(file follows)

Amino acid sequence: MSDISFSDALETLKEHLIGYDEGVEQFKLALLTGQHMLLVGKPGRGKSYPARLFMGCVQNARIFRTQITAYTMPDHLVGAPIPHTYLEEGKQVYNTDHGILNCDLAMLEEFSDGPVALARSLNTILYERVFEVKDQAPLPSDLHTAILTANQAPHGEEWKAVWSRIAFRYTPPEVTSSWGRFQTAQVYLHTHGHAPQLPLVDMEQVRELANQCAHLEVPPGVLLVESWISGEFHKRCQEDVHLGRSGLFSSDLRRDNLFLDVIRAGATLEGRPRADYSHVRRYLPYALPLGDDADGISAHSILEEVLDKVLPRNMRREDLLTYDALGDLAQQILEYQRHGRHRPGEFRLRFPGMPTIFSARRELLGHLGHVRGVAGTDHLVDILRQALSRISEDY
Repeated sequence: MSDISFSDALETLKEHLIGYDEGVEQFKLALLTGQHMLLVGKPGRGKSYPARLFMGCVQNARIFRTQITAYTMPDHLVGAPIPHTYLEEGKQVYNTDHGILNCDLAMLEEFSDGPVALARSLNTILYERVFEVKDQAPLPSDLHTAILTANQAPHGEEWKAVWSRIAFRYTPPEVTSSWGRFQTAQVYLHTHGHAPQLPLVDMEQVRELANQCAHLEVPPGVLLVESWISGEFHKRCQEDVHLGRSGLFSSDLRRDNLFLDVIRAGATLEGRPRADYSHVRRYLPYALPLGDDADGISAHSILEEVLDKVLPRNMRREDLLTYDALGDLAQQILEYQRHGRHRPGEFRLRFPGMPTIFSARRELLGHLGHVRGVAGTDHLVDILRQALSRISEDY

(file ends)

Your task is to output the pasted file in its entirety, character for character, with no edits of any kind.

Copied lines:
Amino acid sequence: MSDISFSDALETLKEHLIGYDEGVEQFKLALLTGQHMLLVGKPGRGKSYPARLFMGCVQNARIFRTQITAYTMPDHLVGAPIPHTYLEEGKQVYNTDHGILNCDLAMLEEFSDGPVALARSLNTILYERVFEVKDQAPLPSDLHTAILTANQAPHGEEWKAVWSRIAFRYTPPEVTSSWGRFQTAQVYLHTHGHAPQLPLVDMEQVRELANQCAHLEVPPGVLLVESWISGEFHKRCQEDVHLGRSGLFSSDLRRDNLFLDVIRAGATLEGRPRADYSHVRRYLPYALPLGDDADGISAHSILEEVLDKVLPRNMRREDLLTYDALGDLAQQILEYQRHGRHRPGEFRLRFPGMPTIFSARRELLGHLGHVRGVAGTDHLVDILRQALSRISEDY
Repeated sequence: MSDISFSDALETLKEHLIGYDEGVEQFKLALLTGQHMLLVGKPGRGKSYPARLFMGCVQNARIFRTQITAYTMPDHLVGAPIPHTYLEEGKQVYNTDHGILNCDLAMLEEFSDGPVALARSLNTILYERVFEVKDQAPLPSDLHTAILTANQAPHGEEWKAVWSRIAFRYTPPEVTSSWGRFQTAQVYLHTHGHAPQLPLVDMEQVRELANQCAHLEVPPGVLLVESWISGEFHKRCQEDVHLGRSGLFSSDLRRDNLFLDVIRAGATLEGRPRADYSHVRRYLPYALPLGDDADGISAHSILEEVLDKVLPRNMRREDLLTYDALGDLAQQILEYQRHGRHRPGEFRLRFPGMPTIFSARRELLGHLGHVRGVAGTDHLVDILRQALSRISEDY